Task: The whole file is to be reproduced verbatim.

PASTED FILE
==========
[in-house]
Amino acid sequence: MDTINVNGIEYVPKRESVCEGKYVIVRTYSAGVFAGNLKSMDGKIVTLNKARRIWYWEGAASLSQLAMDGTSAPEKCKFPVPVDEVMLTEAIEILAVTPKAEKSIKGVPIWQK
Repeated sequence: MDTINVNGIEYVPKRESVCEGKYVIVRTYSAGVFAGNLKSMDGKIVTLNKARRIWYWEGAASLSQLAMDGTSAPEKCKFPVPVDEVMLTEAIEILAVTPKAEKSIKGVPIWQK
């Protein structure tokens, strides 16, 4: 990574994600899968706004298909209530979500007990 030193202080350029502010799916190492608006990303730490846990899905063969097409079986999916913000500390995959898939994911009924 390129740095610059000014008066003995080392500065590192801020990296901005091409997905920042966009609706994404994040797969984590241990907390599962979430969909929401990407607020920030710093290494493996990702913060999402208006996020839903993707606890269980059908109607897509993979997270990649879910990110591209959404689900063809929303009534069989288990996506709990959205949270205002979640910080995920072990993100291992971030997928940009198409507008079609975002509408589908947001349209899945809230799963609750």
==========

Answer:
[in-house]
Amino acid sequence: MDTINVNGIEYVPKRESVCEGKYVIVRTYSAGVFAGNLKSMDGKIVTLNKARRIWYWEGAASLSQLAMDGTSAPEKCKFPVPVDEVMLTEAIEILAVTPKAEKSIKGVPIWQK
Repeated sequence: MDTINVNGIEYVPKRESVCEGKYVIVRTYSAGVFAGNLKSMDGKIVTLNKARRIWYWEGAASLSQLAMDGTSAPEKCKFPVPVDEVMLTEAIEILAVTPKAEKSIKGVPIWQK
């Protein structure tokens, strides 16, 4: 990574994600899968706004298909209530979500007990 030193202080350029502010799916190492608006990303730490846990899905063969097409079986999916913000500390995959898939994911009924 390129740095610059000014008066003995080392500065590192801020990296901005091409997905920042966009609706994404994040797969984590241990907390599962979430969909929401990407607020920030710093290494493996990702913060999402208006996020839903993707606890269980059908109607897509993979997270990649879910990110591209959404689900063809929303009534069989288990996506709990959205949270205002979640910080995920072990993100291992971030997928940009198409507008079609975002509408589908947001349209899945809230799963609750």